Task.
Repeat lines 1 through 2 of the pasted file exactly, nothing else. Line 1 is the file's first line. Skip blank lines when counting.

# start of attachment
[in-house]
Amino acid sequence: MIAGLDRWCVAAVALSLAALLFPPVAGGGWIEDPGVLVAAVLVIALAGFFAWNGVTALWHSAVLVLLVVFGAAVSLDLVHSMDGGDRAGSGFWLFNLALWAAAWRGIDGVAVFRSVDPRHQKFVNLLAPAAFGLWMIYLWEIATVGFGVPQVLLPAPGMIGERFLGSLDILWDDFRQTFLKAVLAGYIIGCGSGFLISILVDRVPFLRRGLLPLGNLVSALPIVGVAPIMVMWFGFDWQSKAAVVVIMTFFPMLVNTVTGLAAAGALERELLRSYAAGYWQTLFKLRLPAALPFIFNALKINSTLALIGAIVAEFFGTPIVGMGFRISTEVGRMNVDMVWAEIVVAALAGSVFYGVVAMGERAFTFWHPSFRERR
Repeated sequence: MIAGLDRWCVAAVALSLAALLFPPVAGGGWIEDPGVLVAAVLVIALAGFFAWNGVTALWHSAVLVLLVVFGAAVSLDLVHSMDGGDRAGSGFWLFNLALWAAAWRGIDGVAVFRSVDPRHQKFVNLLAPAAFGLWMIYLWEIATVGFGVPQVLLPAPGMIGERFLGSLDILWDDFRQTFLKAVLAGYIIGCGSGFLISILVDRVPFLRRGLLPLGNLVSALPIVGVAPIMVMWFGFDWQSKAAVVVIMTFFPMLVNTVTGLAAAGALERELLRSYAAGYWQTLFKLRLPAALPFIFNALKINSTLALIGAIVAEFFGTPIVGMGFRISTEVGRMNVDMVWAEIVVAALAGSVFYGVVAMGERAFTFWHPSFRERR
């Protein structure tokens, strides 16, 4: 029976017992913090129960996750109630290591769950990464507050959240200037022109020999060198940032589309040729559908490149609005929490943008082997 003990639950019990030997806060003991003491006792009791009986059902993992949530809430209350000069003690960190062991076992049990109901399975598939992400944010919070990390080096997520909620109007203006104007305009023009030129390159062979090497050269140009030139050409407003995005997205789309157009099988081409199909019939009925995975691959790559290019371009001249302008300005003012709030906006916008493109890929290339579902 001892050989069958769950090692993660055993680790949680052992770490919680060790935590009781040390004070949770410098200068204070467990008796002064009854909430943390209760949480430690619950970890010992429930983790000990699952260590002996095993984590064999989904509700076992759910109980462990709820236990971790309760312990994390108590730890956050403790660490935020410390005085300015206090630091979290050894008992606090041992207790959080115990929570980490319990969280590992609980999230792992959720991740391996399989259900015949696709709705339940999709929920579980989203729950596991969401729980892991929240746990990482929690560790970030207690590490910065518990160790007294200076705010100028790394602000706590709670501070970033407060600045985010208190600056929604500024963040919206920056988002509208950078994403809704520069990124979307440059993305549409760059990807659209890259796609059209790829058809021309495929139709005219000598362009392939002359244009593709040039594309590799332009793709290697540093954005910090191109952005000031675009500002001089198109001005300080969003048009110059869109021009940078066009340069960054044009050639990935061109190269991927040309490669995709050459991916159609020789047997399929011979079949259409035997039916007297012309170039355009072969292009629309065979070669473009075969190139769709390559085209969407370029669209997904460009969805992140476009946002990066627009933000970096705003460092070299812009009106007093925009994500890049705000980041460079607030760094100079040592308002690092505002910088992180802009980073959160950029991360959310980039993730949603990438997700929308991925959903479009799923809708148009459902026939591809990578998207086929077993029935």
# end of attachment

[in-house]
Amino acid sequence: MIAGLDRWCVAAVALSLAALLFPPVAGGGWIEDPGVLVAAVLVIALAGFFAWNGVTALWHSAVLVLLVVFGAAVSLDLVHSMDGGDRAGSGFWLFNLALWAAAWRGIDGVAVFRSVDPRHQKFVNLLAPAAFGLWMIYLWEIATVGFGVPQVLLPAPGMIGERFLGSLDILWDDFRQTFLKAVLAGYIIGCGSGFLISILVDRVPFLRRGLLPLGNLVSALPIVGVAPIMVMWFGFDWQSKAAVVVIMTFFPMLVNTVTGLAAAGALERELLRSYAAGYWQTLFKLRLPAALPFIFNALKINSTLALIGAIVAEFFGTPIVGMGFRISTEVGRMNVDMVWAEIVVAALAGSVFYGVVAMGERAFTFWHPSFRERR